4 Reasons people choose to leave online communities

4 Reasons people choose to leave online communities

October 21, 2014

In order to fulfill your role as an online content moderator or community manager effectively, you must get to know the members of your online community. Primarily, you must understand why they chose to be part of your circle in the first place. Knowing the factors that motivated them to sign up as community members can help you think of ways on how to sustain their interest in joining online discussions and activities on your website, social media account, or message boards.

When acquainting yourself with the different personality types in your online community, you must also keep in mind that there will always be members who won t stay for good. Members can be very loyal and supportive to your community for a long while, but because of certain reasons, they may decide to become inactive.

Recognizing the fact that your online community consists of transient members can open your eyes to the reasons why they chose to eventually disconnect from your network. Here are some of them.

1. Lack of things to look forward to


In order for members to keep coming back to your community s online platform, they must see the perks of adopting the habit. Some forums reward members with points or credits when they perform online activities such as posting on forums or sharing content. Websites that deal with interesting topics motivate their following through fresh and in-demand content. If these elements are not present in your community, your forum members won t have solid reasons to talk to each other or subscribe to your blog for updates.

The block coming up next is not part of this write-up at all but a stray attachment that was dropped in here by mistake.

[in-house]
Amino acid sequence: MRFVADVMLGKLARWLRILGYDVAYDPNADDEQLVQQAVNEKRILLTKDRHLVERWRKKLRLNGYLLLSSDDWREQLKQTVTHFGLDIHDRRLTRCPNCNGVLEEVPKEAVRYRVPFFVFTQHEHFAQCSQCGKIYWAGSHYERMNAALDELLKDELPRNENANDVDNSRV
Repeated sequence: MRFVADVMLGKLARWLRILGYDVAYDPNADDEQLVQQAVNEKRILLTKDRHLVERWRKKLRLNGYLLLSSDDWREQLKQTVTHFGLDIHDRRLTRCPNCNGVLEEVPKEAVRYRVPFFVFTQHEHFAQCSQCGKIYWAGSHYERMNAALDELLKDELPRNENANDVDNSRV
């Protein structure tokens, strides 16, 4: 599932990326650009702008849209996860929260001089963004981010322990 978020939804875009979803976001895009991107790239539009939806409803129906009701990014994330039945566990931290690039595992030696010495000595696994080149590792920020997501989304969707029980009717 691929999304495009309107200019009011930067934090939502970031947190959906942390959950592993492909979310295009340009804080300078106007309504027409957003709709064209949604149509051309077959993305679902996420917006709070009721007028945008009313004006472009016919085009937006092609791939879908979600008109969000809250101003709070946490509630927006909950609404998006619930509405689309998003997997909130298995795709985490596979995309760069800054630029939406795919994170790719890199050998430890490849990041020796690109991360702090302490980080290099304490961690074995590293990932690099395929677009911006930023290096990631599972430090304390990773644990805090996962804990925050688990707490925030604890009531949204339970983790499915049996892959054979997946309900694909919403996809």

2. Unpleasant experience with other users


If your online community is home to offensive users, such as bullies, spammers, or Internet trolls, everyone else who went there for good reasons will be driven away. In fact, the moment first-time visitors notice that your blog s comment section or your forums are filled with spammy links or vulgar words, they won t even bother to browse further or interact with other online users. User-generated content (UGC) must be filtered, so that inappropriate and damaging elements can be rejected.


3. Purpose was already met


Many Internet users join online social networks to become part of the online discussions and exchanges shared by the members. They want to share and impart knowledge as much as they are willing to receive and learn new information from other people. For example, experts or professionals may for quite some time share things on career-specific threads and answer questions from fellow members. But if they feel like they have done their job, gained enough learning, or feel like there s nothing more to share, they may choose to eventually leave the community.


4. Lack of time


Most community members decide to join online networks casually or without any prior intention to do so. Sometimes people sign up as members out of boredom or curiosity. These people may have become part of your community with good intentions, but may later realize that they don t have the luxury of time to become active. Their presence may begin to become less felt over time until they reach a point where they are no longer interested to keep in touch with your community.

Online communities that are managed effectively through smart content moderation and social networking strategies are usually the ones that gain enthusiastic and loyal members. When negativity prevails in your online platform, members will see the poor management as an indicator of unpleasant online experience. By understanding the reasons members choose to leave their online communities, you can now direct your management efforts in making their stay worth their while.

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